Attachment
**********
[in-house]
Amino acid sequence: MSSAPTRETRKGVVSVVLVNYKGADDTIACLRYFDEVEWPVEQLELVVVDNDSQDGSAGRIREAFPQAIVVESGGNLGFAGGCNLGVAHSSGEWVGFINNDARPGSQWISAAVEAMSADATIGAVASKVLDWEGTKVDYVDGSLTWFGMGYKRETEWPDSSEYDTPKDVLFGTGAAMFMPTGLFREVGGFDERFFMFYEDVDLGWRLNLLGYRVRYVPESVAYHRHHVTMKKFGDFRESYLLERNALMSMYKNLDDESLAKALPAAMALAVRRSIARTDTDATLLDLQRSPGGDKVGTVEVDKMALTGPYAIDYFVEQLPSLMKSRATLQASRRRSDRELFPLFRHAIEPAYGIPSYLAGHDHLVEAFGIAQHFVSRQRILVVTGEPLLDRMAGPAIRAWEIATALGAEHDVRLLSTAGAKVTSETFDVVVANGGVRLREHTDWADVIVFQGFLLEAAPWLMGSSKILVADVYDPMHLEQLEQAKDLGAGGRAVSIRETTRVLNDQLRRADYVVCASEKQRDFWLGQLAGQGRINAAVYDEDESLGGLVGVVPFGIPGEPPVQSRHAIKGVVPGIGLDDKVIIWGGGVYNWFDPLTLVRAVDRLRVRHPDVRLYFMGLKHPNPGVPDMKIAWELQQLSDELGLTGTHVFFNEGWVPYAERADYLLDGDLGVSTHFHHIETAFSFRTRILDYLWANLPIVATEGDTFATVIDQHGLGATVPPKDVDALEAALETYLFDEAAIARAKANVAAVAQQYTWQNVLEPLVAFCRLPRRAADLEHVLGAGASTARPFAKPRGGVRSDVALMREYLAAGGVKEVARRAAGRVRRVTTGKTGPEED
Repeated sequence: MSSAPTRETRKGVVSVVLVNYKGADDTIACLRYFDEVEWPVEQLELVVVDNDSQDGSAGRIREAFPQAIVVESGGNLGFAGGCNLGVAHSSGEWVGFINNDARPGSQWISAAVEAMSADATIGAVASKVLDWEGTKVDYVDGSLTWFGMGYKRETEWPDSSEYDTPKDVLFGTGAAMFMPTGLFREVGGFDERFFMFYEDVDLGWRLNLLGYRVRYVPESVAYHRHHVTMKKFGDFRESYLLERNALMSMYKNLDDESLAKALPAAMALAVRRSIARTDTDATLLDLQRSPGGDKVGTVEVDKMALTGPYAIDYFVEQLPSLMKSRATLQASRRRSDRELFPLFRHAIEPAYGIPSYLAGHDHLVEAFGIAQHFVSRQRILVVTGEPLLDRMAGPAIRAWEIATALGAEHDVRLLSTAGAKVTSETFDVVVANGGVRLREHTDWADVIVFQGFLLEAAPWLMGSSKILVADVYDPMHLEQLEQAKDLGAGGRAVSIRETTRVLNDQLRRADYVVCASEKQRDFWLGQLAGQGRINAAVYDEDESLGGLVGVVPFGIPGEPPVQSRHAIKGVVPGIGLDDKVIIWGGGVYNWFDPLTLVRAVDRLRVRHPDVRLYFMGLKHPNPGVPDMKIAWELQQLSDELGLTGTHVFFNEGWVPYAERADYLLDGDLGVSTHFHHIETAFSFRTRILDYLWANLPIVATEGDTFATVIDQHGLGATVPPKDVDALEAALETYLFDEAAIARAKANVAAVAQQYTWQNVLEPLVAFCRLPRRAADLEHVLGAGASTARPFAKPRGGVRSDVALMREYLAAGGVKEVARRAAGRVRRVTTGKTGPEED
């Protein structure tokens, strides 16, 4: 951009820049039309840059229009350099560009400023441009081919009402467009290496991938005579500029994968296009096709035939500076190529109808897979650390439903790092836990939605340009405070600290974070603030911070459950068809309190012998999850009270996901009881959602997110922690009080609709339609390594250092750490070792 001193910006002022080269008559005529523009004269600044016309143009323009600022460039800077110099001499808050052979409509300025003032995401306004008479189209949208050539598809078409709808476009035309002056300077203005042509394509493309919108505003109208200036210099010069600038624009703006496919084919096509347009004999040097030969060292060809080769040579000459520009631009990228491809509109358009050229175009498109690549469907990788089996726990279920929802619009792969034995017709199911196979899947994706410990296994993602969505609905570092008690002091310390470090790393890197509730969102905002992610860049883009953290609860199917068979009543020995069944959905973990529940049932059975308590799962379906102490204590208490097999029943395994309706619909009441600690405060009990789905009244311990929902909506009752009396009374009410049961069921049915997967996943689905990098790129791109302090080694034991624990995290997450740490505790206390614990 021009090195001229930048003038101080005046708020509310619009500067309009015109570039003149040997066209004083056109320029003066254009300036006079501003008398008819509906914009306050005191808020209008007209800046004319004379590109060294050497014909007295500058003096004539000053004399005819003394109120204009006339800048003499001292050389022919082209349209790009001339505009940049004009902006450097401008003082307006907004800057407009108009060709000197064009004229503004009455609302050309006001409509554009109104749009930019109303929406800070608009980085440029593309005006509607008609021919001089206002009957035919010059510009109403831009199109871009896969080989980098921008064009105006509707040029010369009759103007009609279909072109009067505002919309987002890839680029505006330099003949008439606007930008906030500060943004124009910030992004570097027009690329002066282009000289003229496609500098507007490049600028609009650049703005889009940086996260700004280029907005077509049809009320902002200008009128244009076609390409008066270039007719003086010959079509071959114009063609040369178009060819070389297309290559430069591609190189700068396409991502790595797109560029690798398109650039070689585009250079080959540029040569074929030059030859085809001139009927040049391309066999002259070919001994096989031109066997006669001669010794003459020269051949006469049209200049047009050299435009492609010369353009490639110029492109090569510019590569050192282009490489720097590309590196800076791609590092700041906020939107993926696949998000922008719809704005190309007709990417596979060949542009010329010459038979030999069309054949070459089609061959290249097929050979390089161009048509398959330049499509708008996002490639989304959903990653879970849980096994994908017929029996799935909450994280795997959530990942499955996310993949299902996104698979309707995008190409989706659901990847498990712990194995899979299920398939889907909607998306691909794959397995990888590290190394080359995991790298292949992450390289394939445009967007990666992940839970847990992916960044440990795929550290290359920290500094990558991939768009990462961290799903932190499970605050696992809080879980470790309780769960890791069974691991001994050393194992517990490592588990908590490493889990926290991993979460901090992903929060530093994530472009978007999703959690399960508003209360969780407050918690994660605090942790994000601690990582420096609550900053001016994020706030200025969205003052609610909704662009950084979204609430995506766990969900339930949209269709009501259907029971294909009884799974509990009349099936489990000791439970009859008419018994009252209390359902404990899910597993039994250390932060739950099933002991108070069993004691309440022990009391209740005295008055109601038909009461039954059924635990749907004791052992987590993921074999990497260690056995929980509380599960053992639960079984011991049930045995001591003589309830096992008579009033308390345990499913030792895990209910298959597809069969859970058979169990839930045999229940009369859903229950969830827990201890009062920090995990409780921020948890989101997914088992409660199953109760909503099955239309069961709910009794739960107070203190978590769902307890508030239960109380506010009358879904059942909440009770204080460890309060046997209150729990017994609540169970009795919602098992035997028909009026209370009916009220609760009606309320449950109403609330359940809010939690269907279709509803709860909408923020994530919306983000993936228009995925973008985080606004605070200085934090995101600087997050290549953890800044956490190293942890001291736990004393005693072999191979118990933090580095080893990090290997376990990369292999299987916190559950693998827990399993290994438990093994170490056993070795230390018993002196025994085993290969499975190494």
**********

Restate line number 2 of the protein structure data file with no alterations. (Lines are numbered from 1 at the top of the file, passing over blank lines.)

Amino acid sequence: MSSAPTRETRKGVVSVVLVNYKGADDTIACLRYFDEVEWPVEQLELVVVDNDSQDGSAGRIREAFPQAIVVESGGNLGFAGGCNLGVAHSSGEWVGFINNDARPGSQWISAAVEAMSADATIGAVASKVLDWEGTKVDYVDGSLTWFGMGYKRETEWPDSSEYDTPKDVLFGTGAAMFMPTGLFREVGGFDERFFMFYEDVDLGWRLNLLGYRVRYVPESVAYHRHHVTMKKFGDFRESYLLERNALMSMYKNLDDESLAKALPAAMALAVRRSIARTDTDATLLDLQRSPGGDKVGTVEVDKMALTGPYAIDYFVEQLPSLMKSRATLQASRRRSDRELFPLFRHAIEPAYGIPSYLAGHDHLVEAFGIAQHFVSRQRILVVTGEPLLDRMAGPAIRAWEIATALGAEHDVRLLSTAGAKVTSETFDVVVANGGVRLREHTDWADVIVFQGFLLEAAPWLMGSSKILVADVYDPMHLEQLEQAKDLGAGGRAVSIRETTRVLNDQLRRADYVVCASEKQRDFWLGQLAGQGRINAAVYDEDESLGGLVGVVPFGIPGEPPVQSRHAIKGVVPGIGLDDKVIIWGGGVYNWFDPLTLVRAVDRLRVRHPDVRLYFMGLKHPNPGVPDMKIAWELQQLSDELGLTGTHVFFNEGWVPYAERADYLLDGDLGVSTHFHHIETAFSFRTRILDYLWANLPIVATEGDTFATVIDQHGLGATVPPKDVDALEAALETYLFDEAAIARAKANVAAVAQQYTWQNVLEPLVAFCRLPRRAADLEHVLGAGASTARPFAKPRGGVRSDVALMREYLAAGGVKEVARRAAGRVRRVTTGKTGPEED